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What is Peritoneal Dialysis and How Does it Work?

April 15, 2016

To replace the kidney function of getting rid of waste products and excess fluids, there are two types of dialysis. One is Hemodialysis which involves blood and the other peritoneal dialysis (or PD) which does not involve any blood. When the kidneys fail, PD is a great option for dialysis. PD involves putting some dialysis fluid inside the belly. There is a natural membrane around the bowels and abdominal wall that does the job of the kidney. It allows filtering of all the toxins and waste products and excess water into the dialysis fluid in the belly. Then the fluid is drained and then dumped in the toilet just like urine.

 

The first step in preparing for PD is to create an access to the abdominal space. A catheter which is a piece of tubing is usually placed in the lower abdomen to allow filling and draining the abdominal cavity with dialysis fluid. You will go through a class that teaches you how the whole process works and how to keep the catheter clean to prevent infections. The catheter is permanently attached to your abdomen.

 

What Happens During Peritoneal Dialysis?

The abdominal space is filled with a sterile clean dialysis solution through the catheter into your abdomen. You let the fluid dwell around the membrane in your abdomen for a prescribed period of time. During the dwell time, filtration happens and most of the waste products and extra fluid in your body goes into the dialysis solution. You then drain the dialysis fluid through the same PD catheter into a waste bag. This whole procedure is called a PD exchange. The dialysis solution that is put in contains a sugar that draws waste products and extra fluid through the peritoneal membrane into the abdominal space. Your belly will adjust to the extra fluid that is placed in it but initially it might feel full but not generally uncomfortable.

 

Your dialysis team will come up with a dialysis prescription, types of fluid and number of exchanges that you will need for your situation. It is very important to perform every exchange and dwell exactly as recommended as skipping a treatment or performing a dwell for shorter or longer than recommended may increase the risk of not getting rid of all the waste products that will accumulate and cause illness or increase the chance of needing hospital care, and can even shorten life.

 

Two Types of Peritoneal Dialysis

There are different ways to do PD. First you learn to do things manually. This is called continuous ambulatory peritoneal dialysis (CAPD). Then once you learn the manual exchanges you will get a machine to do the exchanges for you. This is called continuous cycling peritoneal dialysis (CCPD). Some patients use a combination of both methods.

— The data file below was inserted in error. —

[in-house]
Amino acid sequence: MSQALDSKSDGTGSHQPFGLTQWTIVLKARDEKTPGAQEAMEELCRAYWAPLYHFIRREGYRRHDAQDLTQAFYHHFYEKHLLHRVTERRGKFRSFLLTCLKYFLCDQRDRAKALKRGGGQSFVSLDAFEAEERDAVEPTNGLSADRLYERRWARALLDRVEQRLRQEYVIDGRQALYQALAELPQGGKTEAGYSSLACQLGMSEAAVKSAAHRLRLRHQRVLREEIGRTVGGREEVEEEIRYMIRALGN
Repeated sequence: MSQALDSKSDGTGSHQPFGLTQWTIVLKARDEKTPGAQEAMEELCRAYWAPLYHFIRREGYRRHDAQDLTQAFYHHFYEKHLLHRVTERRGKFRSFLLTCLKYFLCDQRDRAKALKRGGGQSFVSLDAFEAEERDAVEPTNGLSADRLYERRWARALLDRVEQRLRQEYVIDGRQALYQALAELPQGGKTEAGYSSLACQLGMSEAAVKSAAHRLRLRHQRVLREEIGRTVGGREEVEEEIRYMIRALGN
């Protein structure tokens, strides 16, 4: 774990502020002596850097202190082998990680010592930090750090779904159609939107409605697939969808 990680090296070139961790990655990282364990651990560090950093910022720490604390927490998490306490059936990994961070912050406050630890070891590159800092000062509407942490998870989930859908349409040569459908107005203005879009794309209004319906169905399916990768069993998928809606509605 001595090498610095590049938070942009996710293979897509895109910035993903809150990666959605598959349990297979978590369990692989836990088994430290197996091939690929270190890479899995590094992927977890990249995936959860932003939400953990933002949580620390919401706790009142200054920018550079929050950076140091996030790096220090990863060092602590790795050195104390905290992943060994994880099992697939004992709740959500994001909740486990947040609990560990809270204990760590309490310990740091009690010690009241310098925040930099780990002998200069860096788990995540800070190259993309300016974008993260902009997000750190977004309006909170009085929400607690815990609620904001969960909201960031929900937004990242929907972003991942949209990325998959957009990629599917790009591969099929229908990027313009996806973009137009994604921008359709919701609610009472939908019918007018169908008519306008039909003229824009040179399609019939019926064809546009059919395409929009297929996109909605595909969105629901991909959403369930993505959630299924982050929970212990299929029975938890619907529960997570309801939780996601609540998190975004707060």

Continuous Ambulatory Peritoneal Dialysis

CAPD exchanges are done by hand and can be done almost anywhere that is clean. It does not require a machine. The only equipment you need is a bag full of dialysate fluid, the drainage bag and a mask to prevent the risk of infection. As the word ambulatory suggests, you can walk around with the dialysis solution in the belly. With CAPD, exchanges of dialysis fluid are simple and are usually done every four to six hours during the day. You will do all this by yourself once you have gone through training by a specialized CAPD nurse. This training usually takes one to two weeks.

 

Continuous Cycling Peritoneal Dialysis

Many people prefer to use a machine to do the exchanges. This is called continuous cycling peritoneal dialysis, CCPD, also known as automated peritoneal dialysis (APD). It is done with your PD catheter connected to a cycler machine. The machine is pre-programmed and automatically controls the timing of exchanges. It drains the dialysis solution in the belly, and fills the abdominal cavity with new warm dialysis solution. The machines are portable and easy to operate and have built-in safety features. You can travel with these machines that come in a suitcase. They can be used wherever there is an electricity supply.

 

When it comes to dialysis, is PD right for you?

It all depends on your lifestyle and how you want to take charge of your illness. A dialysis doctor and nurse are assigned to you that you can contact all the time. They teach you everything you need to know to do a safe dialysis at the convenience of your home. You will only need to come to the clinic for monthly checkups. You can fit dialysis around your schedule to meet your work, family, and social needs. PD is a gentler form of dialysis and as it is done daily it is less stress on your body because treatment is done more continuously instead of intermittently. PD patients are allowed a more liberal diet and encouraged to eat more protein. If you choose APD you dialyze overnight, making your days free to do other things, work related or leisure. Traveling is easier as well.

 

What are some of the disadvantages of PD?

To be effective, PD needs to be done every day or every night. Storage space is needed for bags of dialysis fluid. This could be a spare room, a large cupboard, a shed or a garage space. The PD catheter has to be protected from infection and from getting wet. You cannot swim or use a Jacuzzi.

 

If you choose CAPD you will need to be flexible in your daytime activities so that you have time to do your exchanges which should not take more than 30 minutes.

 

The choice between CAPD and CCPD or APD is yours and depends on your doctor recommendation based upon your illness, situation, and lifestyle. Of course, nightly CCPD or APD allows significantly more uninterrupted time for work, family, and social activities than CAPD. Please remember to talk with your physician if you have additional questions.

 

 




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